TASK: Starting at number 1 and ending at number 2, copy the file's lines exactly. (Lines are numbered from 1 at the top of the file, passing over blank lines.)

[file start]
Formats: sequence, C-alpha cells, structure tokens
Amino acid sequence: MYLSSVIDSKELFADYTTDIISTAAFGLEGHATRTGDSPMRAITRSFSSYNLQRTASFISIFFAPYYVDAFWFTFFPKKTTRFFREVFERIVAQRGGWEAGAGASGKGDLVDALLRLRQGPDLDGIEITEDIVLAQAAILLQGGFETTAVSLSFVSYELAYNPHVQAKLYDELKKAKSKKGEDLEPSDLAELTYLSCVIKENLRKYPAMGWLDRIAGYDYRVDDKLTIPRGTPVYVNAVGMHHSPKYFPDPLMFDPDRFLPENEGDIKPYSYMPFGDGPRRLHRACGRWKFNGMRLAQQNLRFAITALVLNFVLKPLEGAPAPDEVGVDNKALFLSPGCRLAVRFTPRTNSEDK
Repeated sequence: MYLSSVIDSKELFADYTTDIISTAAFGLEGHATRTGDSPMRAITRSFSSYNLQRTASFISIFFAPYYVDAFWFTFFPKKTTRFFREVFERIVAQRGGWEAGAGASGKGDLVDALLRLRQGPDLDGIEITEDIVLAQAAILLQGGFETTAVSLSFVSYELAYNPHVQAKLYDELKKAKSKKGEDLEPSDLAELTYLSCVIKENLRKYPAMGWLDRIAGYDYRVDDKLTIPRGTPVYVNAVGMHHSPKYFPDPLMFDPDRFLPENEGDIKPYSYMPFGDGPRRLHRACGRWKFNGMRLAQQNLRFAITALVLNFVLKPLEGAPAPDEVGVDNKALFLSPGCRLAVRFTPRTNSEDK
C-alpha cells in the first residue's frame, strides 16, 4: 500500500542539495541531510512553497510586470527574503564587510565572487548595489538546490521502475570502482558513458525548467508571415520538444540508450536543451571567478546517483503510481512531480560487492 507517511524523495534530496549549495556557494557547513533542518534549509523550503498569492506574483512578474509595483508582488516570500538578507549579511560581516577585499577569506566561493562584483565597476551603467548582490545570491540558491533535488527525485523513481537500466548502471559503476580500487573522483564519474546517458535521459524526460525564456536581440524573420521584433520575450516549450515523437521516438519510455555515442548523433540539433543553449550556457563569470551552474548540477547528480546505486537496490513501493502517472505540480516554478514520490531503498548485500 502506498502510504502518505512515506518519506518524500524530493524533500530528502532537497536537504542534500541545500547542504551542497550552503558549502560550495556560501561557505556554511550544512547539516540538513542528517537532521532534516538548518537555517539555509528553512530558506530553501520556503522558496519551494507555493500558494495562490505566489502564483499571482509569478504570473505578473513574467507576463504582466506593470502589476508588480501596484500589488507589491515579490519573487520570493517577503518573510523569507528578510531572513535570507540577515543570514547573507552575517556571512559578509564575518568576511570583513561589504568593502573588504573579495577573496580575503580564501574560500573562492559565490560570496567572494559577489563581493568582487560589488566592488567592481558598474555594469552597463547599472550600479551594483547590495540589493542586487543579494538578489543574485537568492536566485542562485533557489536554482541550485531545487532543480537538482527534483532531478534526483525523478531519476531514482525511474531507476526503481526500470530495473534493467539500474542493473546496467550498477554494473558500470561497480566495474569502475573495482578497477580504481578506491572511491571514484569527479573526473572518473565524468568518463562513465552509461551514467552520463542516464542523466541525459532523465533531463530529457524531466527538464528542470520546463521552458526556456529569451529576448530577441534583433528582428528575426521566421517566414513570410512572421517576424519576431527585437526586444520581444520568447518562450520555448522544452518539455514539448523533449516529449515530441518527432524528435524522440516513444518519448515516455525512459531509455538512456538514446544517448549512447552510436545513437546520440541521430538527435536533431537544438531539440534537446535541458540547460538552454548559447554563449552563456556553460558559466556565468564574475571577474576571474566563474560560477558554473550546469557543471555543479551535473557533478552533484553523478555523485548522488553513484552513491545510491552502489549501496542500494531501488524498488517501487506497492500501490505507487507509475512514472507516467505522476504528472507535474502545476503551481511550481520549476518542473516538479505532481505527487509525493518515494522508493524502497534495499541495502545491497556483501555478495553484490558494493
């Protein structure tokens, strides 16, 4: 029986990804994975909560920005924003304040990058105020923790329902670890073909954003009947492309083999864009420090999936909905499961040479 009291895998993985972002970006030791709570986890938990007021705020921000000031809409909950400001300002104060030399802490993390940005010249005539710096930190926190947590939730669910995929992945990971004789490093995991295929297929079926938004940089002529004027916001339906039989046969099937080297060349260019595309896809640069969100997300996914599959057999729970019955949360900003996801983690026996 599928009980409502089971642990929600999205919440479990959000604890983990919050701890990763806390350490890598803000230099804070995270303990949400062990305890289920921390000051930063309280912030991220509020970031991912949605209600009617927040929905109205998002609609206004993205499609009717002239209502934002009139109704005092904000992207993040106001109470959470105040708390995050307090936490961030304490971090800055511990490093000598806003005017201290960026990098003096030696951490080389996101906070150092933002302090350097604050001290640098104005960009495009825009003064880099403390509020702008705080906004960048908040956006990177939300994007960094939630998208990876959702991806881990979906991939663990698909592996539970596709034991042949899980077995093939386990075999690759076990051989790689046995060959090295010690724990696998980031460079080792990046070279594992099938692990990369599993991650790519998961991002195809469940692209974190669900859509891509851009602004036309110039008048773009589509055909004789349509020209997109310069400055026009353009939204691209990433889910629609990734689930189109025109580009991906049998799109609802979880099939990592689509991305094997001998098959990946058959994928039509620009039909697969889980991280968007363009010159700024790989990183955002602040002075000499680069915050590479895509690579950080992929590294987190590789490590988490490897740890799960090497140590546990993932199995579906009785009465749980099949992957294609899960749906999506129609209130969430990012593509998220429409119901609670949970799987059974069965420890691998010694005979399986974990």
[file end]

Formats: sequence, C-alpha cells, structure tokens
Amino acid sequence: MYLSSVIDSKELFADYTTDIISTAAFGLEGHATRTGDSPMRAITRSFSSYNLQRTASFISIFFAPYYVDAFWFTFFPKKTTRFFREVFERIVAQRGGWEAGAGASGKGDLVDALLRLRQGPDLDGIEITEDIVLAQAAILLQGGFETTAVSLSFVSYELAYNPHVQAKLYDELKKAKSKKGEDLEPSDLAELTYLSCVIKENLRKYPAMGWLDRIAGYDYRVDDKLTIPRGTPVYVNAVGMHHSPKYFPDPLMFDPDRFLPENEGDIKPYSYMPFGDGPRRLHRACGRWKFNGMRLAQQNLRFAITALVLNFVLKPLEGAPAPDEVGVDNKALFLSPGCRLAVRFTPRTNSEDK